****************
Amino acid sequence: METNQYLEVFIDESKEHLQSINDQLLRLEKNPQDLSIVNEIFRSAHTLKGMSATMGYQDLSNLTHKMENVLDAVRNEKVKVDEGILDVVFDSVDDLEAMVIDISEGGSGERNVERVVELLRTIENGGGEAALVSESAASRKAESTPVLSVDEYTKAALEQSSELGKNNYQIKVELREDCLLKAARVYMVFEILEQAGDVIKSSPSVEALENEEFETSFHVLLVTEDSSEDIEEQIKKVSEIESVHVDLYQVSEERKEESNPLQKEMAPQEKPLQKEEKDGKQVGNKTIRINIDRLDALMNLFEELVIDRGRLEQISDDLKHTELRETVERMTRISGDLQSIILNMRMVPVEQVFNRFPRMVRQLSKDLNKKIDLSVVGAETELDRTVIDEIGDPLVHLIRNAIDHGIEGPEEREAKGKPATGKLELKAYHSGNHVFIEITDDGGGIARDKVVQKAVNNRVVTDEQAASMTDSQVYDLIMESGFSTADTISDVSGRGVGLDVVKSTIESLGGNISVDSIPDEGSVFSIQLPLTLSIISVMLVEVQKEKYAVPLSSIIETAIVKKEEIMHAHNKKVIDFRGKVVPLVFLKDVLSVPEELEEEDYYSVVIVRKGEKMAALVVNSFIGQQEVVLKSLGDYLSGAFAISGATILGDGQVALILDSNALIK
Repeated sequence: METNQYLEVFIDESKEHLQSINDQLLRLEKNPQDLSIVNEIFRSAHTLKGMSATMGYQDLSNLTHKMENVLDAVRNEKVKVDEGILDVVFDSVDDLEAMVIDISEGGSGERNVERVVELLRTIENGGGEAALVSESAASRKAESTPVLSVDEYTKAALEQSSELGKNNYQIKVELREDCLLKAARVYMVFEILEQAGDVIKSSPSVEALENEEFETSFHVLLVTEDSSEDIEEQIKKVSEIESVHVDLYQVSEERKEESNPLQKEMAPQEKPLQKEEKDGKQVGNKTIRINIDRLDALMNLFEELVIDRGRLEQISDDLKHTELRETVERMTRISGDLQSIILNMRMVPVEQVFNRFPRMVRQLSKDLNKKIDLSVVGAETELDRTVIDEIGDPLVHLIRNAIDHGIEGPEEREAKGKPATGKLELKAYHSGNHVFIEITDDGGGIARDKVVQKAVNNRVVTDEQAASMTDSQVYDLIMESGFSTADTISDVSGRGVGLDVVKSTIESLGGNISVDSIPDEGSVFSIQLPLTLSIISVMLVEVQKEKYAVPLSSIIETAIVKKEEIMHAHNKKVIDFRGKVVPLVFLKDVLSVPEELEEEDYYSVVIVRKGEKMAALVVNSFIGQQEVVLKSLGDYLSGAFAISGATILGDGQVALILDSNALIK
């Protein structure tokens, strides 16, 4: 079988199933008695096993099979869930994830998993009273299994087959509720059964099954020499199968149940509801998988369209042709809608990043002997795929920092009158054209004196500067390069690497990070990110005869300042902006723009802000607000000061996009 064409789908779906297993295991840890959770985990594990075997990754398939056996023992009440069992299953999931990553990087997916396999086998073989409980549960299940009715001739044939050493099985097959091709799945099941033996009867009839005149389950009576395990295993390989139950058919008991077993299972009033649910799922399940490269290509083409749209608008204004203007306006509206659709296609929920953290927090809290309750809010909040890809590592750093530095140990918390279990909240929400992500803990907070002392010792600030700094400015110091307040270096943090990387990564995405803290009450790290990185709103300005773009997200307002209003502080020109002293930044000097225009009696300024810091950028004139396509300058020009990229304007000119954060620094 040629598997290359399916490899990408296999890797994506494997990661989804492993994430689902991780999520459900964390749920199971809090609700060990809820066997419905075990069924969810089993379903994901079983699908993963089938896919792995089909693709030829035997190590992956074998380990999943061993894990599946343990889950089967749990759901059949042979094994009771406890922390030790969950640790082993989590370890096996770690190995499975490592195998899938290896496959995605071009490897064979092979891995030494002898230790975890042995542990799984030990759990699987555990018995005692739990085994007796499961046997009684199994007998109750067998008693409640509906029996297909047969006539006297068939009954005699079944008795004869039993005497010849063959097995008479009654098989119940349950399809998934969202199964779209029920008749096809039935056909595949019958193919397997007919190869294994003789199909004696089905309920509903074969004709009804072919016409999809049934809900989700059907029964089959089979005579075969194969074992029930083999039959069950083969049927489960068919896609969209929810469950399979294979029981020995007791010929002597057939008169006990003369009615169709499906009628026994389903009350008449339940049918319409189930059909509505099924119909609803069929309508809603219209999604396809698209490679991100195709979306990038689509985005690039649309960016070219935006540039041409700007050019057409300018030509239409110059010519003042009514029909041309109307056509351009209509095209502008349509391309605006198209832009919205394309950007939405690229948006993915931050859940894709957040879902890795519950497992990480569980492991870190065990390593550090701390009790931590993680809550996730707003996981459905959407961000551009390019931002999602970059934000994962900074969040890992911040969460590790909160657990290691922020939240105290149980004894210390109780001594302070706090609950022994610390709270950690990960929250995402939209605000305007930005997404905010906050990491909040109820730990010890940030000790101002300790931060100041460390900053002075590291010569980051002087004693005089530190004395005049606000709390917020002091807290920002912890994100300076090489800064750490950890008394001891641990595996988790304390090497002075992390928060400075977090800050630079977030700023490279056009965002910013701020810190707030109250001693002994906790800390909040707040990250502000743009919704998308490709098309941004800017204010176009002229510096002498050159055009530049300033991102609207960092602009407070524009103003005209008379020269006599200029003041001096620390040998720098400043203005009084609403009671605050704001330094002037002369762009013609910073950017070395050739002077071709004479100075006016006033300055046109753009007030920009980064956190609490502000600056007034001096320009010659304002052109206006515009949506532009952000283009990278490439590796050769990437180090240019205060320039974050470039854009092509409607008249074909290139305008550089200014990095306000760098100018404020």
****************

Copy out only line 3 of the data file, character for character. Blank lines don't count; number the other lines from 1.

């Protein structure tokens, strides 16, 4: 079988199933008695096993099979869930994830998993009273299994087959509720059964099954020499199968149940509801998988369209042709809608990043002997795929920092009158054209004196500067390069690497990070990110005869300042902006723009802000607000000061996009 064409789908779906297993295991840890959770985990594990075997990754398939056996023992009440069992299953999931990553990087997916396999086998073989409980549960299940009715001739044939050493099985097959091709799945099941033996009867009839005149389950009576395990295993390989139950058919008991077993299972009033649910799922399940490269290509083409749209608008204004203007306006509206659709296609929920953290927090809290309750809010909040890809590592750093530095140990918390279990909240929400992500803990907070002392010792600030700094400015110091307040270096943090990387990564995405803290009450790290990185709103300005773009997200307002209003502080020109002293930044000097225009009696300024810091950028004139396509300058020009990229304007000119954060620094 040629598997290359399916490899990408296999890797994506494997990661989804492993994430689902991780999520459900964390749920199971809090609700060990809820066997419905075990069924969810089993379903994901079983699908993963089938896919792995089909693709030829035997190590992956074998380990999943061993894990599946343990889950089967749990759901059949042979094994009771406890922390030790969950640790082993989590370890096996770690190995499975490592195998899938290896496959995605071009490897064979092979891995030494002898230790975890042995542990799984030990759990699987555990018995005692739990085994007796499961046997009684199994007998109750067998008693409640509906029996297909047969006539006297068939009954005699079944008795004869039993005497010849063959097995008479009654098989119940349950399809998934969202199964779209029920008749096809039935056909595949019958193919397997007919190869294994003789199909004696089905309920509903074969004709009804072919016409999809049934809900989700059907029964089959089979005579075969194969074992029930083999039959069950083969049927489960068919896609969209929810469950399979294979029981020995007791010929002597057939008169006990003369009615169709499906009628026994389903009350008449339940049918319409189930059909509505099924119909609803069929309508809603219209999604396809698209490679991100195709979306990038689509985005690039649309960016070219935006540039041409700007050019057409300018030509239409110059010519003042009514029909041309109307056509351009209509095209502008349509391309605006198209832009919205394309950007939405690229948006993915931050859940894709957040879902890795519950497992990480569980492991870190065990390593550090701390009790931590993680809550996730707003996981459905959407961000551009390019931002999602970059934000994962900074969040890992911040969460590790909160657990290691922020939240105290149980004894210390109780001594302070706090609950022994610390709270950690990960929250995402939209605000305007930005997404905010906050990491909040109820730990010890940030000790101002300790931060100041460390900053002075590291010569980051002087004693005089530190004395005049606000709390917020002091807290920002912890994100300076090489800064750490950890008394001891641990595996988790304390090497002075992390928060400075977090800050630079977030700023490279056009965002910013701020810190707030109250001693002994906790800390909040707040990250502000743009919704998308490709098309941004800017204010176009002229510096002498050159055009530049300033991102609207960092602009407070524009103003005209008379020269006599200029003041001096620390040998720098400043203005009084609403009671605050704001330094002037002369762009013609910073950017070395050739002077071709004479100075006016006033300055046109753009007030920009980064956190609490502000600056007034001096320009010659304002052109206006515009949506532009952000283009990278490439590796050769990437180090240019205060320039974050470039854009092509409607008249074909290139305008550089200014990095306000760098100018404020």